Not very well.
Linguists have an understanding of some languages being more conservative in certain aspects than others. Informed by history, they also have a notion of how far back two languages branched apart.
Linguists are quite reluctant to make the further claim that one language is overall more archaic than another, compared to their common source. Often however this is demonstrably true. I have edited a paper, for example, which used state automata to derive Cantonese and Mandarin phonology from Middle Chinese, and computed a quite reasonable metric showing that Cantonese is more archaic than Mandarin.
So much for linguists’ notion of time depth. Lay notions of “old languages” are not derived from meticulous comparison of state automata, of course. Much of the time, they are not derived from linguistic information at all, but from cultural narratives (myths) and ethnic prejudices.
In the best case, laypeople have been exposed to an older language or stage of the same language, through religion or education. If they are paying attention and are multilingual, they can form an impression of which language (or dialect) that they are familiar with sounds more like the archaic language. And their intuitions will be reasonable.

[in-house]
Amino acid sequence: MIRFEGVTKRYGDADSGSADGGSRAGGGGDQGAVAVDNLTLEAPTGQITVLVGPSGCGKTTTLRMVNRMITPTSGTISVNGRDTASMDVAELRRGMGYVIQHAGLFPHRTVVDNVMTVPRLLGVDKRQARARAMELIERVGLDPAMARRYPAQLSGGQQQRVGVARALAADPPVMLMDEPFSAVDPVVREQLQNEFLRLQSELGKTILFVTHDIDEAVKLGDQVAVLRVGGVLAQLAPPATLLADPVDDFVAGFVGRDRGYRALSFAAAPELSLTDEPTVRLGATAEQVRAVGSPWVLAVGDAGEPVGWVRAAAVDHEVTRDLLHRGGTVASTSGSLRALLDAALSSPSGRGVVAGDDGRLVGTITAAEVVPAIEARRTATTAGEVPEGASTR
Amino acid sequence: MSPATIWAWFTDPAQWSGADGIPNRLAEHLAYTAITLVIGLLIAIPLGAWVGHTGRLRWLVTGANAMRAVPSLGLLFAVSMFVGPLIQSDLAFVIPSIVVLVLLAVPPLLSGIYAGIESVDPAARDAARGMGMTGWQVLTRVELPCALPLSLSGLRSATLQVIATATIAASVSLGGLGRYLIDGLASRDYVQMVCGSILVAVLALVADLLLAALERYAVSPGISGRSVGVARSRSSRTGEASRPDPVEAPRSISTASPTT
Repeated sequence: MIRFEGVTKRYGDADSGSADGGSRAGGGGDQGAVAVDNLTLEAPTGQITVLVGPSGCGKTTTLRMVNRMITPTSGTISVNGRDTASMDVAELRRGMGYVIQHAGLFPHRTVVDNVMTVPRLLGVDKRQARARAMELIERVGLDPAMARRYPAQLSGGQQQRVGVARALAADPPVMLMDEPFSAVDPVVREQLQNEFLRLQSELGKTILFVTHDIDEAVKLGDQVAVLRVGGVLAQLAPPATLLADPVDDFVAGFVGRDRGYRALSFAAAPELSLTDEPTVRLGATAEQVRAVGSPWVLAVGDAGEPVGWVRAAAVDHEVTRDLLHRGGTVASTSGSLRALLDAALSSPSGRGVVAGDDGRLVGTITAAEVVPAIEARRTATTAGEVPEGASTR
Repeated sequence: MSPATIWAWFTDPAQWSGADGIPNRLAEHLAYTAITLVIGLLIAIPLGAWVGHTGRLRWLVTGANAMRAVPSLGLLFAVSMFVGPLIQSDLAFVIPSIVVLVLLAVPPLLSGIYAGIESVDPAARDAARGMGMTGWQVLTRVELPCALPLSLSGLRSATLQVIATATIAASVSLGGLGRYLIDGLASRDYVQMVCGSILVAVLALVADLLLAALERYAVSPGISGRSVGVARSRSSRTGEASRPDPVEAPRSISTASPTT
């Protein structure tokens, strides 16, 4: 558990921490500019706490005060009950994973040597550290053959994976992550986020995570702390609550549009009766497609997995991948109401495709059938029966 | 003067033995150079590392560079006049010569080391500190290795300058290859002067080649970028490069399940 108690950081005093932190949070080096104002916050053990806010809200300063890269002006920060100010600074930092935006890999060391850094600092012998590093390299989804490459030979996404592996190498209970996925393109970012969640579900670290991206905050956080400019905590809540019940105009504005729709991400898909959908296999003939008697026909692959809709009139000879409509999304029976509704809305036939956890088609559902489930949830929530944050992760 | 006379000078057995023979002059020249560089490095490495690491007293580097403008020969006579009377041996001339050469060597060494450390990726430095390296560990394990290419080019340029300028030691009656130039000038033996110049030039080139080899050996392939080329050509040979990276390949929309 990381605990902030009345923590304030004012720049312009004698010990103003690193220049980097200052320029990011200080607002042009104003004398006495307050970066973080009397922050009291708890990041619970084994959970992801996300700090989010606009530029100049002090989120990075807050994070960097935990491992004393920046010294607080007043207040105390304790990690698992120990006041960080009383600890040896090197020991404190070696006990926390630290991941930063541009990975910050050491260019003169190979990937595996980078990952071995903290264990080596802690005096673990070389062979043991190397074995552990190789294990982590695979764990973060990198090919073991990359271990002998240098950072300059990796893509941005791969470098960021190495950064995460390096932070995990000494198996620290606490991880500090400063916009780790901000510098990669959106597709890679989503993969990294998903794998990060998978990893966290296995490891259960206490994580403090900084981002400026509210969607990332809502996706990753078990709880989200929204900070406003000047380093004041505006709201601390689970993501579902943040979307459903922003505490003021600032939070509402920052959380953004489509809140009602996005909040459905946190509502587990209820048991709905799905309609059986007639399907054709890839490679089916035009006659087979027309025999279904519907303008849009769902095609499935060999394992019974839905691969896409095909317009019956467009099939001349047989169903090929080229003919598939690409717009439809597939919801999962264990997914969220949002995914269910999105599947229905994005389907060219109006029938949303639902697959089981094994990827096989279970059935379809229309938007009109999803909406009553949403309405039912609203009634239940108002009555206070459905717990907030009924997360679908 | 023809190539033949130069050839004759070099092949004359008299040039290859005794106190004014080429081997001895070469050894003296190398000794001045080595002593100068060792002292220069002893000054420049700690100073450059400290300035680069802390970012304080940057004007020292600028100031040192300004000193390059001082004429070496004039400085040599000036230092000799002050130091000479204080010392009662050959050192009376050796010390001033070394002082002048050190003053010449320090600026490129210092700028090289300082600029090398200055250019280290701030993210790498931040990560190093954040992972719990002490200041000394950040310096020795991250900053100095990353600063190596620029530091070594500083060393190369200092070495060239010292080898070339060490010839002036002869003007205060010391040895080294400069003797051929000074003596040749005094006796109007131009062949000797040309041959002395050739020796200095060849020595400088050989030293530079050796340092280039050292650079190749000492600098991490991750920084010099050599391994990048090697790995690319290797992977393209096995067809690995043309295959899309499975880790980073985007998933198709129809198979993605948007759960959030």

Not infallible though.
In the 1560s, the German scholar Martin Crusius decided he’d learn modern Greek, and corresponded with a large number of scholars in Greece to do so. Theodosios Zygomalas was his main source of information. When Zygomalas outlined the dialects of modern Greek to Crusius, he wrote that the most tragically corrupt dialect of all was Athenian. A lamentable Falling Away from what had been.
The Athenian dialect of Modern Greek was an enclave surrounded by Albanian speakers since the Black Death. Phonetically, it was in fact more archaic than “standard” Greek, particularily in its pronunciation of upsilon. But of course, Zygomalas did not know that. All he knew was, Athenian dialect sounded funny, and historically it was not supposed to. Ergo, it was more corrupt.
, MA in Linguistics from BYU, 8 years working in research for language pedagogy.